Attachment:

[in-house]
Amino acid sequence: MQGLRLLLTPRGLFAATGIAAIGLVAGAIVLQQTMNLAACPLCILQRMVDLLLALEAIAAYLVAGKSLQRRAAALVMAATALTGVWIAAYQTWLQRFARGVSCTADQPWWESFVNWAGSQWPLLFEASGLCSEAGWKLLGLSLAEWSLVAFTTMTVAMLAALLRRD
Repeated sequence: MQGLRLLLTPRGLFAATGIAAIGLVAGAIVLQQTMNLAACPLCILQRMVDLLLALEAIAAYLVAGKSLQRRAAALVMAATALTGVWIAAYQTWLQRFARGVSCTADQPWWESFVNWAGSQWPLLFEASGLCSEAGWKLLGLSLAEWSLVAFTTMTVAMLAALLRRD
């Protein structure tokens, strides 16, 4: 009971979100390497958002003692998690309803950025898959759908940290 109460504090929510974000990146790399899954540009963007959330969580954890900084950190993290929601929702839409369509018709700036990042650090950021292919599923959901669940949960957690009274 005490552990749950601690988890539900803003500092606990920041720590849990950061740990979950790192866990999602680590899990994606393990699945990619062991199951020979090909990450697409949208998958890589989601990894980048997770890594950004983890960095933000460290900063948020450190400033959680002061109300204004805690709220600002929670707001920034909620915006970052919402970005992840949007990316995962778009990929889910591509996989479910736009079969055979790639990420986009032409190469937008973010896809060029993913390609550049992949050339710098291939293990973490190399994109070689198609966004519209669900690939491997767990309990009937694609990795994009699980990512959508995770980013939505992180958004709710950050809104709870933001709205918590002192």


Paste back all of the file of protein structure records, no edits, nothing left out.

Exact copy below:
[in-house]
Amino acid sequence: MQGLRLLLTPRGLFAATGIAAIGLVAGAIVLQQTMNLAACPLCILQRMVDLLLALEAIAAYLVAGKSLQRRAAALVMAATALTGVWIAAYQTWLQRFARGVSCTADQPWWESFVNWAGSQWPLLFEASGLCSEAGWKLLGLSLAEWSLVAFTTMTVAMLAALLRRD
Repeated sequence: MQGLRLLLTPRGLFAATGIAAIGLVAGAIVLQQTMNLAACPLCILQRMVDLLLALEAIAAYLVAGKSLQRRAAALVMAATALTGVWIAAYQTWLQRFARGVSCTADQPWWESFVNWAGSQWPLLFEASGLCSEAGWKLLGLSLAEWSLVAFTTMTVAMLAALLRRD
């Protein structure tokens, strides 16, 4: 009971979100390497958002003692998690309803950025898959759908940290 109460504090929510974000990146790399899954540009963007959330969580954890900084950190993290929601929702839409369509018709700036990042650090950021292919599923959901669940949960957690009274 005490552990749950601690988890539900803003500092606990920041720590849990950061740990979950790192866990999602680590899990994606393990699945990619062991199951020979090909990450697409949208998958890589989601990894980048997770890594950004983890960095933000460290900063948020450190400033959680002061109300204004805690709220600002929670707001920034909620915006970052919402970005992840949007990316995962778009990929889910591509996989479910736009079969055979790639990420986009032409190469937008973010896809060029993913390609550049992949050339710098291939293990973490190399994109070689198609966004519209669900690939491997767990309990009937694609990795994009699980990512959508995770980013939505992180958004709710950050809104709870933001709205918590002192």